• Exemptions from Minimum Wage: Under Federal law and many state laws, certain types of employees are exempt from minimum wage requirements. These include administrative, professional, executive, computer and outside sales employees. It is important to understand that merely labeling an employee a manager or paying an employee a salary is not enough to establish an exemption. To qualify for exemption, employees generally must meet certain tests regarding their job duties and be paid on a salary basis at not less than $455 per week. In March, President Obama signed a Presidential Memorandum directing the Department of Labor to update the regulations defining which white collar workers are eligible to receive pay for hours worked over 40 in a workweek. Given the Administration’s focus on this issue, employers should audit their classifications and keep up to date with any changes that may be imposed in the future regarding exemptions under the Federal and State laws.
    • Overtime: Non-exempt employees must be paid one and a half times his or her regular rate of pay for every hour over 40 hours worked per week. Paying straight time for hours worked over 40 is not permissible. If an employer knows or has reason to know that an employee is working overtime, the overtime hours must be paid – even if the employer has a policy that requires overtime to be pre-approved.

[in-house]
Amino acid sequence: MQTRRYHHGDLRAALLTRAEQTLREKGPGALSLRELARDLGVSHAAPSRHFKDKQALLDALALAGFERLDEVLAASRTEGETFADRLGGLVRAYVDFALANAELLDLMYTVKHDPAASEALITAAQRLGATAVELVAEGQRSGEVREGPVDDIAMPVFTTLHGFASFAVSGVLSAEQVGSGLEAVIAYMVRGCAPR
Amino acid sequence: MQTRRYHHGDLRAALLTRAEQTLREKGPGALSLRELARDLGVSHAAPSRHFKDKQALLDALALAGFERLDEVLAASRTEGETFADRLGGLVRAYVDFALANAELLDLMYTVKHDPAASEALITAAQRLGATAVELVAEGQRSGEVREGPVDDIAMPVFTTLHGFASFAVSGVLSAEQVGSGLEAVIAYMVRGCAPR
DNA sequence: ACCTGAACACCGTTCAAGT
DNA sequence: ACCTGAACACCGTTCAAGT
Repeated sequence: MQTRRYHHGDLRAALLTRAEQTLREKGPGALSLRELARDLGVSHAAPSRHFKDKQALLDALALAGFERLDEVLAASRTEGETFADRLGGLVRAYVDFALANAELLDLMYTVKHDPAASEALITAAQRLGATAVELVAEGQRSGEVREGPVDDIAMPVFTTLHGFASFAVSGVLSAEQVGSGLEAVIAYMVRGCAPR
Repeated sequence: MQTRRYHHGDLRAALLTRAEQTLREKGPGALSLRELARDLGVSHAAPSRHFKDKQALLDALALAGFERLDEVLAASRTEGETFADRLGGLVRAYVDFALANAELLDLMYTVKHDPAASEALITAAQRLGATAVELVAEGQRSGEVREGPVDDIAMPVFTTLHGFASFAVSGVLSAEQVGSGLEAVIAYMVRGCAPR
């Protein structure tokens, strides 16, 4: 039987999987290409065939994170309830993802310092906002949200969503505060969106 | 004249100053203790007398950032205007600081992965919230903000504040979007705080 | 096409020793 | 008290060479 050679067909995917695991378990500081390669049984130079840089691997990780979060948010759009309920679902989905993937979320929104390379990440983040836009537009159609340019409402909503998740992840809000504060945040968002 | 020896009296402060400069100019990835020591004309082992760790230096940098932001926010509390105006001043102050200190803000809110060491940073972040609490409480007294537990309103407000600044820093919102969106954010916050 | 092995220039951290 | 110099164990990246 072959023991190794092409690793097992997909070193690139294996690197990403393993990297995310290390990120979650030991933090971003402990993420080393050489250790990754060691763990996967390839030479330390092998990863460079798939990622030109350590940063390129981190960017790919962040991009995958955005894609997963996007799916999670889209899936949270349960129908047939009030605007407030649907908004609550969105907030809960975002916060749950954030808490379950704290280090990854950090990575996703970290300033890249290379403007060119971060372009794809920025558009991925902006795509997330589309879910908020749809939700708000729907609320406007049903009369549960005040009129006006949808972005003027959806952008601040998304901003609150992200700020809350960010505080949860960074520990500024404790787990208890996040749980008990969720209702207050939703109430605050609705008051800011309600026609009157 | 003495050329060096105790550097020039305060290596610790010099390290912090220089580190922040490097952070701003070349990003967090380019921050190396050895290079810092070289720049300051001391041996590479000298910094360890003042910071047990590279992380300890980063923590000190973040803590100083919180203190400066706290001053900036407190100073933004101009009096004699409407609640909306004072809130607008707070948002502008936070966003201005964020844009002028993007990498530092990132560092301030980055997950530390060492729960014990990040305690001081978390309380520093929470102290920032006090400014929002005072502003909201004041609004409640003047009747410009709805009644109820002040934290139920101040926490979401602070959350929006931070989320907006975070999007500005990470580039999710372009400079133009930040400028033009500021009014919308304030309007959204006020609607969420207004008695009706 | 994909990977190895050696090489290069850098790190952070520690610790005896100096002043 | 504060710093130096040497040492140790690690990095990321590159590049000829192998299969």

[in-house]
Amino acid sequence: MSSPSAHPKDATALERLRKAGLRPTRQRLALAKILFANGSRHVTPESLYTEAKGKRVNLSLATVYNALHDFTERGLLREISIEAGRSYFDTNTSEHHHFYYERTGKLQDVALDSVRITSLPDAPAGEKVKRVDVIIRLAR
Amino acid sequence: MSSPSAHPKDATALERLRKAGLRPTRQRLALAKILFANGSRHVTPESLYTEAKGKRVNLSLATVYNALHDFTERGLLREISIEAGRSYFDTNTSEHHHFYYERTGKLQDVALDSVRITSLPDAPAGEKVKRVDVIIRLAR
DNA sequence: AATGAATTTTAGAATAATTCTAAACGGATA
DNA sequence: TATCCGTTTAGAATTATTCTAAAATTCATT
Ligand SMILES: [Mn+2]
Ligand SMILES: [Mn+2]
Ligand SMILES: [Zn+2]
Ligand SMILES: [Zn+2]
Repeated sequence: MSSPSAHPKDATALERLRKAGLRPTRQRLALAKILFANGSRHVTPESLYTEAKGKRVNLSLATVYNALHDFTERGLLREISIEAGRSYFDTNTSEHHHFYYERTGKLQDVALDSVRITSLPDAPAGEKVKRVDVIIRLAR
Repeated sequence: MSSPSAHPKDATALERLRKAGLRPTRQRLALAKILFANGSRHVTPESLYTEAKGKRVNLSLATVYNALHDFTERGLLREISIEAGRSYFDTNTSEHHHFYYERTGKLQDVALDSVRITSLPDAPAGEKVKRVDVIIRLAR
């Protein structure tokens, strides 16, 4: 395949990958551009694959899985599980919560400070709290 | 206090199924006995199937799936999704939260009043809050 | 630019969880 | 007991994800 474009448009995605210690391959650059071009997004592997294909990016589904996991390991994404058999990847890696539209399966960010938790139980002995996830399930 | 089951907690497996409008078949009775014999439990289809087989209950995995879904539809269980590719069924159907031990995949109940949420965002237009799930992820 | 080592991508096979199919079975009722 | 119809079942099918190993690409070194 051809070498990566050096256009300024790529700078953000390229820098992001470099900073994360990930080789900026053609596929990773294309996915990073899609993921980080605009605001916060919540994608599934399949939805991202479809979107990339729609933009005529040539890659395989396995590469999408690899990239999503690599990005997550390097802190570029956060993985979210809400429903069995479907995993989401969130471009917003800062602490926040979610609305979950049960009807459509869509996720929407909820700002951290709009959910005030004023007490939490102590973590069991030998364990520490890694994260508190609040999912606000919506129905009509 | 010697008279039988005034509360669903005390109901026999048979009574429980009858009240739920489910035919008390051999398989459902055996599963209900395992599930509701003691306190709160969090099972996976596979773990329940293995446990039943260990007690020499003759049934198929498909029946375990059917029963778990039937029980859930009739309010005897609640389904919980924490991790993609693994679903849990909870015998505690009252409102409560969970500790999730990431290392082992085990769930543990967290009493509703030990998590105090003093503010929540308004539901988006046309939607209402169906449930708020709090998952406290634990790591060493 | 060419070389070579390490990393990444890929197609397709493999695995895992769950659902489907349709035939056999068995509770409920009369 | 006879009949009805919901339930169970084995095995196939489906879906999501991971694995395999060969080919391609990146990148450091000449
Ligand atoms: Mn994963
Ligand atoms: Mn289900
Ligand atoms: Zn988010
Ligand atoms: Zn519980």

• Tips: If an employee receives tips, he or she may be paid less than the minimum wage, but the hourly wage plus tips must add up to the minimum wage requirement. To use the tip credit an employer must provide oral or written notice to the tipped employees about the following information: (1) the amount of cash wage the employer is paying a tipped employee, which must be at least $2.13 per hour; (2) the additional amount claimed by the employer as a tip credit, which cannot exceed $5.12 (the difference between the minimum required cash wage of $2.13 and the current minimum wage of $7.25); (3) that the tip credit claimed by the employer cannot exceed the amount of tips actually received by the tipped employee; (4) that all tips received by the tipped employee are to be retained by the employee except for a valid tip pooling arrangement limited to employees who customarily and regularly receive tips; and (5) that the tip credit will not apply to any tipped employee unless the employee has been informed of these tip credit provision.
Violating the FLSA or equivalent state laws can be costly and unforgiving. Employers found in violation of these laws can be liable for extraordinary amounts even if they did not intend to pay employees improperly. By focusing attention on compliance, an employer can avoid incurring a back pay determination that can impact its bottom line. A good game plan would include implementing policies that reflect a commitment to wage and hour compliance and ensuring that the policies are being enforced consistently.